Finding 14. Biodiversity and Environmental Sustainability – UNDP’s efforts increased attention to environmental sustainability at national level, through the creation of a multi-partner space for dialogue and policy discussions. At local level, UNDP has contributed to the expansion of protected wetlands through the establishment of institutional frameworks for biodiversity and environmental protection, but its sustainability and effectiveness is challenged by a limited focus to develop alternative sustainable livelihoods through an integrated sustainable development approach.


Tag: Biodiversity Protected Areas Effectiveness Sustainability Partnership Promotion of dialogue Policy Advisory

15.

Finding 15. Knowledge management on climate change – UNDP’s support to knowledge management on climate change issues has been crucial for El Salvador to comply with its international reporting requirements on climate change and develop a better understanding of its vulnerabilities. The development of technical studies has led to the adoption of relevant policies, but it was not accompanied by a strengthening of national capacities for handover and there has been insufficient dissemination/use of the studies produced. These efforts were not enough linked with more integrated responses to development issues.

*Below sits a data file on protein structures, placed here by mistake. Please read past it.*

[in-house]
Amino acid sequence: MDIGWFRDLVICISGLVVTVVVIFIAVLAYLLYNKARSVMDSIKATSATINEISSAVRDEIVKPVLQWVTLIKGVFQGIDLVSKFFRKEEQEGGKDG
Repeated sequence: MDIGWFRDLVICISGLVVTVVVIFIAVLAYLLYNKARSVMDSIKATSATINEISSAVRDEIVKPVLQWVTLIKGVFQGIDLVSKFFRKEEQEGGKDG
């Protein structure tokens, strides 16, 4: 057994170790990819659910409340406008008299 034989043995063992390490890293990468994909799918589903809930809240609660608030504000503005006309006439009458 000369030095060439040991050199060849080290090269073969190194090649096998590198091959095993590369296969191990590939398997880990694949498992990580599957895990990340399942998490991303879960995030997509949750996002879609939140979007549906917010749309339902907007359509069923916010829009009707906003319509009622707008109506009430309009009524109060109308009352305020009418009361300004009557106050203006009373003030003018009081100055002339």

Tag: Climate Change Adaptation Climate change governance Impact Sustainability Government Cost-sharing Local Governance Communication Integration Knowledge management Monitoring and Evaluation Programme Synergy Strategic Positioning Country Government Capacity Building Policy Advisory Technical Support

16.

Finding 16. Access to climate change financing – UNDP’s support helped El Salvador to effectively access international climate funds. Nevertheless, UNDP was not able to further leverage direct access to funds or partnerships and become an implementer of GCF financing.